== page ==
Coffee Not Linked to Serious Arrhythmias, Study Says

Contrary to conventional thinking, drinking lots of coffee appears to be associated with a lower risk of hospitalization for an arrhythmia, researchers found.

In a long-term prospective study, patients who reported drinking at least four cups of coffee a day were 18 percent less likely to be admitted with a heart rhythm disturbance than those who drank no coffee at all, according to Dr. Arthur Klatsky, a senior consultant in cardiology at Kaiser Permanente Division of Research in Oakland, Calif.

Tea consumption did not have a similar effect.

The findings, which were presented at the American Heart Association's Conference on Cardiovascular Disease Epidemiology and Prevention this week, were unexpected, Klatsky said, because patient reports of palpitation or forceful heartbeat after drinking coffee are not uncommon.

People who can't tolerate coffee or caffeine should avoid both, Klatsky said in an interview, advice that should not change based on the results of the study.

But, he said, people who regularly drink a moderate amount of coffee should be reassured.

"There's no reason, even if they have a heart rhythm problem or risk of a heart rhythm problem, why they have to give up the coffee," he said.

However, he continued, "we're not going to recommend that people drink coffee to prevent rhythm problems."

Dr. Kenneth Ellenbogen, director of the electrophysiology and pacing lab at Virginia Commonwealth University in Richmond, said the findings contradict what clinicians have been telling patients with arrhythmias -- that they should avoid coffee.

"I think the take-home message from this very important epidemiologic study is that most people can drink coffee, even several cups of coffee, without increasing their risk of having a significant heart rhythm disturbance that would require hospitalization," said Ellenbogen, an AHA spokesman.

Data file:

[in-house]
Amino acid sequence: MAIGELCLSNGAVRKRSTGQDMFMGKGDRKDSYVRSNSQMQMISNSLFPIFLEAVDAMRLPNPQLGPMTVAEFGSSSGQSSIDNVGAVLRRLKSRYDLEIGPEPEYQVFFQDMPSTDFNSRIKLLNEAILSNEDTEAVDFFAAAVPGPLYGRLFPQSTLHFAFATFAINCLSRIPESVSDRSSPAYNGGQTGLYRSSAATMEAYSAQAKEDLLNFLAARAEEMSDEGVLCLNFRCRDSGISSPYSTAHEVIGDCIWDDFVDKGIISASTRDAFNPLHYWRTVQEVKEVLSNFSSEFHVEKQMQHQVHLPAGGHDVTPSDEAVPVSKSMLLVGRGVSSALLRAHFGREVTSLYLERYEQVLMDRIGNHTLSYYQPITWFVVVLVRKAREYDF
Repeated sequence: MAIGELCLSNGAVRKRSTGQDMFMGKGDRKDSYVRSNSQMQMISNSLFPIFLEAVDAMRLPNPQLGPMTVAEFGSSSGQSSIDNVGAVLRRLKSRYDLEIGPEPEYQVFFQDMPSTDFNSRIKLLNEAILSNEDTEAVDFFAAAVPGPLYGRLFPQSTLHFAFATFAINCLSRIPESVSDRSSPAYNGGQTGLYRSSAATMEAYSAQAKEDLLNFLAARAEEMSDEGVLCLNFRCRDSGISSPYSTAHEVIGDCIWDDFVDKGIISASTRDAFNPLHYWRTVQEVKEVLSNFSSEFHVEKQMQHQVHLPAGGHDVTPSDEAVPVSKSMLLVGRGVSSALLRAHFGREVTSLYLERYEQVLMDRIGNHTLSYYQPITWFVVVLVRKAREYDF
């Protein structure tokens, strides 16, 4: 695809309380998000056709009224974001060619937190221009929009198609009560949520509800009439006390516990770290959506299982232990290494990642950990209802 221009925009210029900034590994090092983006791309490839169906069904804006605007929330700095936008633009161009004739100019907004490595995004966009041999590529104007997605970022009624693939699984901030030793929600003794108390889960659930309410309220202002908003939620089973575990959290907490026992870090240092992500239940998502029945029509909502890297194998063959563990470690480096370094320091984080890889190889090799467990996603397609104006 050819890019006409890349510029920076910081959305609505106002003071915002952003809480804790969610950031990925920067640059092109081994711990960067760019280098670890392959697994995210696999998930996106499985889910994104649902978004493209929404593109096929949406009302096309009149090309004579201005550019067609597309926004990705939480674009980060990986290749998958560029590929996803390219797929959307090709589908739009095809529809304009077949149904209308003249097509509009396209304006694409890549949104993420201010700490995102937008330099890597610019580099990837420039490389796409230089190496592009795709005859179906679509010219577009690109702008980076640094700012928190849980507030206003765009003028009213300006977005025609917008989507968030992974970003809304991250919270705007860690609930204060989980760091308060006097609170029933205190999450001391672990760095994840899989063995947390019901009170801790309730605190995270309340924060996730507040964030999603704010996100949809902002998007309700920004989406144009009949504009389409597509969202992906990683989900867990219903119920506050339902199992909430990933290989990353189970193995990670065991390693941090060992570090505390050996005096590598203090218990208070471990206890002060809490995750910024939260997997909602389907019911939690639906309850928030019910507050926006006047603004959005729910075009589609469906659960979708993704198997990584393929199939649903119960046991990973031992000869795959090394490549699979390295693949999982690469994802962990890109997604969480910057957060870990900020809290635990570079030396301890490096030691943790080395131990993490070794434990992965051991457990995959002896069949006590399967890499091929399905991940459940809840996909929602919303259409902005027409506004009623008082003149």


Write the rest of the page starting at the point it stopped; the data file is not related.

Although conventional wisdom dictates that coffee can increase the risk of arrhythmia, few studies have explored the relationship, according to Klatsky.

So he and his colleagues analyzed data on 130,054 men and women who were treated at Kaiser. As part of a baseline medical check-up between 1978 and 1985, all participants completed a questionnaire that included information on coffee, alcohol, and tea consumption. Most were not asked to differentiate between caffeinated and decaffeinated coffee.

Through follow-up, 2.6 percent were hospitalized for an arrhythmia; half had a serious heart rhythm disturbance known as an atrial fibrillation.

When coffee drinking was evaluated as a continuous variable, increasing consumption was associated with decreasing risk of hospitalization.

The findings were consistent across types of rhythm disturbance and patient subgroups. Even when smoking status, age, sex, ethnicity, alcohol consumption, body mass index, and education were taken into account, they did not substantially affect the findings.

In the small subset of 11,656 patients who provided specific information on their coffee consumption, it appeared the risk reduction was primarily attributed to caffeine, Klatsky said, although the small numbers precluded drawing firm conclusions.

While the observational design of the study meant that it could not establish a causal relationship, Klatsky said it was plausible that caffeine could be the protective agent involved.

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